The crisis gripping the dairy farming industry is the focus of crucial talks to be held at Stormont.
Dairy farmers, farming union representatives and ministers will gather at Stormont, the home of the Northern Ireland Assembly, on Thursday (30 July).
Speaking ahead of the talks, Northern Ireland’s agriculture minister Michelle O’Neill called on Europe to find ways to raise milk prices for farmers to prevent a collapse in the dairy sector.
Ms O’Neill warned that more dairy farmers would go out of business unless they received higher prices for their milk.
Currently, farmers in Northern Ireland are being paid 19p/litre on average for their milk, but it costs about 27p/litre to break even.
The minister told the BBC that the European Commission must raise the milk intervention price – which is about 21 cents (15p/litre) – a system at which surplus dairy commodities are bought by the EU when prices are low.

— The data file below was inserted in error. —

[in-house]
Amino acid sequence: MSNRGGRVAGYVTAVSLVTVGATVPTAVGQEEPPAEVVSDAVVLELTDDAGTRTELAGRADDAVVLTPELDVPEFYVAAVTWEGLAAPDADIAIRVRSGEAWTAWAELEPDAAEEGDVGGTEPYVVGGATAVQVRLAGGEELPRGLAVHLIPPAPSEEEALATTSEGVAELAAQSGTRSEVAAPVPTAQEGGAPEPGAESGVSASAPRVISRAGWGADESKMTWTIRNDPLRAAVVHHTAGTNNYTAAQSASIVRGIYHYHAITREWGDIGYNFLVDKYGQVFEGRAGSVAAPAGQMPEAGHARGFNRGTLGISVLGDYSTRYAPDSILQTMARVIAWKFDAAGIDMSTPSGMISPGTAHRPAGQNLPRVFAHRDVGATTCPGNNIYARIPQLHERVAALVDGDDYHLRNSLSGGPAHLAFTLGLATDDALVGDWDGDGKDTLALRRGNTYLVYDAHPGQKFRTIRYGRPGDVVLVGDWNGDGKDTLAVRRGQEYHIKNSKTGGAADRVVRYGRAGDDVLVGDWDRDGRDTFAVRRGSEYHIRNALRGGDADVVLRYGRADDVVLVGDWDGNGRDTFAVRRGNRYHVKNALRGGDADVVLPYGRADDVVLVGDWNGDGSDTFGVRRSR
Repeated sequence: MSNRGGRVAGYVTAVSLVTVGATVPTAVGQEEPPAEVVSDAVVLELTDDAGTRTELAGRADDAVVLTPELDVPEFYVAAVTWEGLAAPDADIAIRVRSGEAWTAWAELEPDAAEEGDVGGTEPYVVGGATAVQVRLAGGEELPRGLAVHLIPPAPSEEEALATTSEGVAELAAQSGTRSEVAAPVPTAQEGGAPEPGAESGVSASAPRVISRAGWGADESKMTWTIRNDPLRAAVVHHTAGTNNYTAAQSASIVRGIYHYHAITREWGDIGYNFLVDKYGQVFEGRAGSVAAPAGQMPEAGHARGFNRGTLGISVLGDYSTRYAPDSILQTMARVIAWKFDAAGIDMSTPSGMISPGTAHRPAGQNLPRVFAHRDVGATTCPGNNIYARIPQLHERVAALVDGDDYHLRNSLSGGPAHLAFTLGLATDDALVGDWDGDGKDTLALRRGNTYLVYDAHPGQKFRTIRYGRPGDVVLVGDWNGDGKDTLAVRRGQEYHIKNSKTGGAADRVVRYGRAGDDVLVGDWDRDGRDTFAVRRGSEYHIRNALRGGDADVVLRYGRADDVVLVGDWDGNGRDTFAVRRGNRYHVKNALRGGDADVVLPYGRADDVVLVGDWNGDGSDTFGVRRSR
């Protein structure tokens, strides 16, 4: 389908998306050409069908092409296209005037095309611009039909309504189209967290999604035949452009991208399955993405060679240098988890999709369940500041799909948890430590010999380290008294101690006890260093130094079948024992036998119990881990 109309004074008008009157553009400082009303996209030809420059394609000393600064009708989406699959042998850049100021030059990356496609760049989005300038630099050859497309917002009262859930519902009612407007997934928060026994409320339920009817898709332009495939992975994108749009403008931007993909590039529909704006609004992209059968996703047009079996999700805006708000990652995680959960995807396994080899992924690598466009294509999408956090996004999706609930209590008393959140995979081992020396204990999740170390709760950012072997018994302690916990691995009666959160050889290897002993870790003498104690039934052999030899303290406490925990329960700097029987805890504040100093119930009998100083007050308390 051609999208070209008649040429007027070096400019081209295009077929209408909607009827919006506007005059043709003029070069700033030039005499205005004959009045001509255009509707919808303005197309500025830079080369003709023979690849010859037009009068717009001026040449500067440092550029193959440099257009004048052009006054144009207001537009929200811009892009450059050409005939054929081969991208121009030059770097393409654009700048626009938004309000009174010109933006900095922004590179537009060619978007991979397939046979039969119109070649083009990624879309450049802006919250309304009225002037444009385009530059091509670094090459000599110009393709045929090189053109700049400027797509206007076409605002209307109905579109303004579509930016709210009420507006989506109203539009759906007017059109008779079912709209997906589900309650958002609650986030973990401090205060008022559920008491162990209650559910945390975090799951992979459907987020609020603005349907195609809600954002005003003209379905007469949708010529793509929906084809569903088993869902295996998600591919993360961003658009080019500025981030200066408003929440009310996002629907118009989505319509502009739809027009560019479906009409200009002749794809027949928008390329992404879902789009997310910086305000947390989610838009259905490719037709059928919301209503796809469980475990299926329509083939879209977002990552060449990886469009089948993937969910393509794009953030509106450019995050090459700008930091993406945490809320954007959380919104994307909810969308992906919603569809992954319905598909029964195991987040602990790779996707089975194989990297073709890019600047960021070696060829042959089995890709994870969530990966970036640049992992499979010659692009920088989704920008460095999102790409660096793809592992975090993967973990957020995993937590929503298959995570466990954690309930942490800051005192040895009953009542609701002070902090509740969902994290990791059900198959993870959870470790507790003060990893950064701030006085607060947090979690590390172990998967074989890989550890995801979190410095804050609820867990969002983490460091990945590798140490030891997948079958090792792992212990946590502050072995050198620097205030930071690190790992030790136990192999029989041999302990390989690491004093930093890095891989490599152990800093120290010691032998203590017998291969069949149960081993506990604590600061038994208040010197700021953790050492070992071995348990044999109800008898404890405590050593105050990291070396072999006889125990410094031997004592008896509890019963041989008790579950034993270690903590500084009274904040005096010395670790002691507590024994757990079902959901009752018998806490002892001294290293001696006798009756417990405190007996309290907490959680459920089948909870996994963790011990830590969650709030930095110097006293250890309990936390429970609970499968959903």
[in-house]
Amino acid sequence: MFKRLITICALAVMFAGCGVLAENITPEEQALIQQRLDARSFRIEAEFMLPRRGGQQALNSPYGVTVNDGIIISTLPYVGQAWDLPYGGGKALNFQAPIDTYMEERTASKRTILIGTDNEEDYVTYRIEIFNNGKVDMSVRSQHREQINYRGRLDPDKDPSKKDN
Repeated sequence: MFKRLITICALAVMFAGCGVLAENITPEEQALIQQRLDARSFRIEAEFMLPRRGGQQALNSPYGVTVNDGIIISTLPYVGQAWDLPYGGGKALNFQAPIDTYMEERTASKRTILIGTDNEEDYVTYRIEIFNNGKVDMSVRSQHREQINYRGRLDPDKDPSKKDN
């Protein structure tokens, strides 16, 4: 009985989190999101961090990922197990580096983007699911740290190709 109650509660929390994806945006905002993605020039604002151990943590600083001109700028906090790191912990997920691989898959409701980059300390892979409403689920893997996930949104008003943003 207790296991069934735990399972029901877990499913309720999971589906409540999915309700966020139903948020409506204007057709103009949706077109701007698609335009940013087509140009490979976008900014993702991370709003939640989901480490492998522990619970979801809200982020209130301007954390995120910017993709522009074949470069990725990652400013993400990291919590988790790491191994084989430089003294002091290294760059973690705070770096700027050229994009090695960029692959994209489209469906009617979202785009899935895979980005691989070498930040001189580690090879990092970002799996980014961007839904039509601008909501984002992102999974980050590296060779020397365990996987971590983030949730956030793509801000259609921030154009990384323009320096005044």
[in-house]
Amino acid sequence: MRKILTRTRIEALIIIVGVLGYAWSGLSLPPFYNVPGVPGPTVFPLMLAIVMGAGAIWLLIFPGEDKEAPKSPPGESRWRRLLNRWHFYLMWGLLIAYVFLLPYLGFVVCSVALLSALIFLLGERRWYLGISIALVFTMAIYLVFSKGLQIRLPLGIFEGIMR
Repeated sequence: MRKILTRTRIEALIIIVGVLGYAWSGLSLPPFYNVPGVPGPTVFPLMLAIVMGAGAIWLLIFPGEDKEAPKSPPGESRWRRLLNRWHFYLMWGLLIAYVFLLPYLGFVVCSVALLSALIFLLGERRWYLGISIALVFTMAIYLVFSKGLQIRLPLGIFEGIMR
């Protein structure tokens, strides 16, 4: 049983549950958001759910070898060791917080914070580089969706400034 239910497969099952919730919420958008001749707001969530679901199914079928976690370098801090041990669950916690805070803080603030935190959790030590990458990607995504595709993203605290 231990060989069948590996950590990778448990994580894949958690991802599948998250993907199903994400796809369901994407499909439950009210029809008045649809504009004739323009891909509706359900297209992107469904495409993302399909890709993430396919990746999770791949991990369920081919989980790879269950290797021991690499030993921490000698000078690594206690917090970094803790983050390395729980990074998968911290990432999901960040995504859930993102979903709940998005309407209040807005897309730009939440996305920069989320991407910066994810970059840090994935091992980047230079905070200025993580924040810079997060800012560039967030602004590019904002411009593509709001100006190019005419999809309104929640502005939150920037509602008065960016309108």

“What we need to see is intervention at a European level, particularly in relation to price intervention that would allow the market to bottom out, which would allow us then to start to build again,” Ms O’Neill told the BBC.
“Phil Hogan can continue to live in an ivory tower if he wishes but this is a global problem. It’s not just a problem for farmers in Northern Ireland, it’s a problem right across the board on a European level.”
The Ulster Farmers’ Union (UFU) has welcomed the recall of the Assembly’s agriculture and rural development committee and said cross-party support from politicians could help build a case for action by the European Commission.
UFU president Ian Marshall said dairy farmers were caught in a “perfect storm” of problems as a result of currency, the Russian import ban on western products, a global oversupply of dairy products and economic problems in China.
“With milk prices where they are no farmer can make a margin – and those who have invested to modernise and grow their businesses are in the worst position of all,” he added.
“With no signs of global recovery this year, things will get worse as we go into the autumn and winter, when costs begin to rise for farmers. This is why it is not an exaggeration to describe this as a crisis.”